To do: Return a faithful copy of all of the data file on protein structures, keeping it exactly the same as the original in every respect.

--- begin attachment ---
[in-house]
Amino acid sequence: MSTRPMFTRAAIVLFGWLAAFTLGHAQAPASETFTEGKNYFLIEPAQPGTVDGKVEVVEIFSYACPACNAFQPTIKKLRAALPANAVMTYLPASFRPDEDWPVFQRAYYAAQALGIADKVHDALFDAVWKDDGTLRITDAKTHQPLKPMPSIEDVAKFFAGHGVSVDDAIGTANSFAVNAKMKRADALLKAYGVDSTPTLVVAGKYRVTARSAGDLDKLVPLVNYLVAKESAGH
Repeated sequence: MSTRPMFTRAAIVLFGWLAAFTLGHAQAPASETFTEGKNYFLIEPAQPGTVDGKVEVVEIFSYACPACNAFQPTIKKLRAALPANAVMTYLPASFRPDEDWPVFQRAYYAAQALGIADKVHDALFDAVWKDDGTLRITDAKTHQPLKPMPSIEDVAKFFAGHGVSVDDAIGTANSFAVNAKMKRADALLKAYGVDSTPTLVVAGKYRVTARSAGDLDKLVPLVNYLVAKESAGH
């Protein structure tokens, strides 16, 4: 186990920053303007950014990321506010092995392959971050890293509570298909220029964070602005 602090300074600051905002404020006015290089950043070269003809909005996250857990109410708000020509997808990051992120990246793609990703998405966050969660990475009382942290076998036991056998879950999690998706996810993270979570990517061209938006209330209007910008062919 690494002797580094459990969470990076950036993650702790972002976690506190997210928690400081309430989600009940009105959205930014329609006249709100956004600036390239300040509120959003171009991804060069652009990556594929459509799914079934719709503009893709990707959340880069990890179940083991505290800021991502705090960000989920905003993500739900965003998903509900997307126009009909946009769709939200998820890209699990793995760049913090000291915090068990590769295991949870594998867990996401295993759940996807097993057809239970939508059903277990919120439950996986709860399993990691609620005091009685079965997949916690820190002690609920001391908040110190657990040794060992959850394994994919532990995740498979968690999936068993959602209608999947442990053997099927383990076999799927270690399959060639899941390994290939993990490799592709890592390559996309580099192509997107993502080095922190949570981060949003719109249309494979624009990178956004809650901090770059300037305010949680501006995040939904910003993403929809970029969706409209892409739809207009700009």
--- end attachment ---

[in-house]
Amino acid sequence: MSTRPMFTRAAIVLFGWLAAFTLGHAQAPASETFTEGKNYFLIEPAQPGTVDGKVEVVEIFSYACPACNAFQPTIKKLRAALPANAVMTYLPASFRPDEDWPVFQRAYYAAQALGIADKVHDALFDAVWKDDGTLRITDAKTHQPLKPMPSIEDVAKFFAGHGVSVDDAIGTANSFAVNAKMKRADALLKAYGVDSTPTLVVAGKYRVTARSAGDLDKLVPLVNYLVAKESAGH
Repeated sequence: MSTRPMFTRAAIVLFGWLAAFTLGHAQAPASETFTEGKNYFLIEPAQPGTVDGKVEVVEIFSYACPACNAFQPTIKKLRAALPANAVMTYLPASFRPDEDWPVFQRAYYAAQALGIADKVHDALFDAVWKDDGTLRITDAKTHQPLKPMPSIEDVAKFFAGHGVSVDDAIGTANSFAVNAKMKRADALLKAYGVDSTPTLVVAGKYRVTARSAGDLDKLVPLVNYLVAKESAGH
């Protein structure tokens, strides 16, 4: 186990920053303007950014990321506010092995392959971050890293509570298909220029964070602005 602090300074600051905002404020006015290089950043070269003809909005996250857990109410708000020509997808990051992120990246793609990703998405966050969660990475009382942290076998036991056998879950999690998706996810993270979570990517061209938006209330209007910008062919 690494002797580094459990969470990076950036993650702790972002976690506190997210928690400081309430989600009940009105959205930014329609006249709100956004600036390239300040509120959003171009991804060069652009990556594929459509799914079934719709503009893709990707959340880069990890179940083991505290800021991502705090960000989920905003993500739900965003998903509900997307126009009909946009769709939200998820890209699990793995760049913090000291915090068990590769295991949870594998867990996401295993759940996807097993057809239970939508059903277990919120439950996986709860399993990691609620005091009685079965997949916690820190002690609920001391908040110190657990040794060992959850394994994919532990995740498979968690999936068993959602209608999947442990053997099927383990076999799927270690399959060639899941390994290939993990490799592709890592390559996309580099192509997107993502080095922190949570981060949003719109249309494979624009990178956004809650901090770059300037305010949680501006995040939904910003993403929809970029969706409209892409739809207009700009």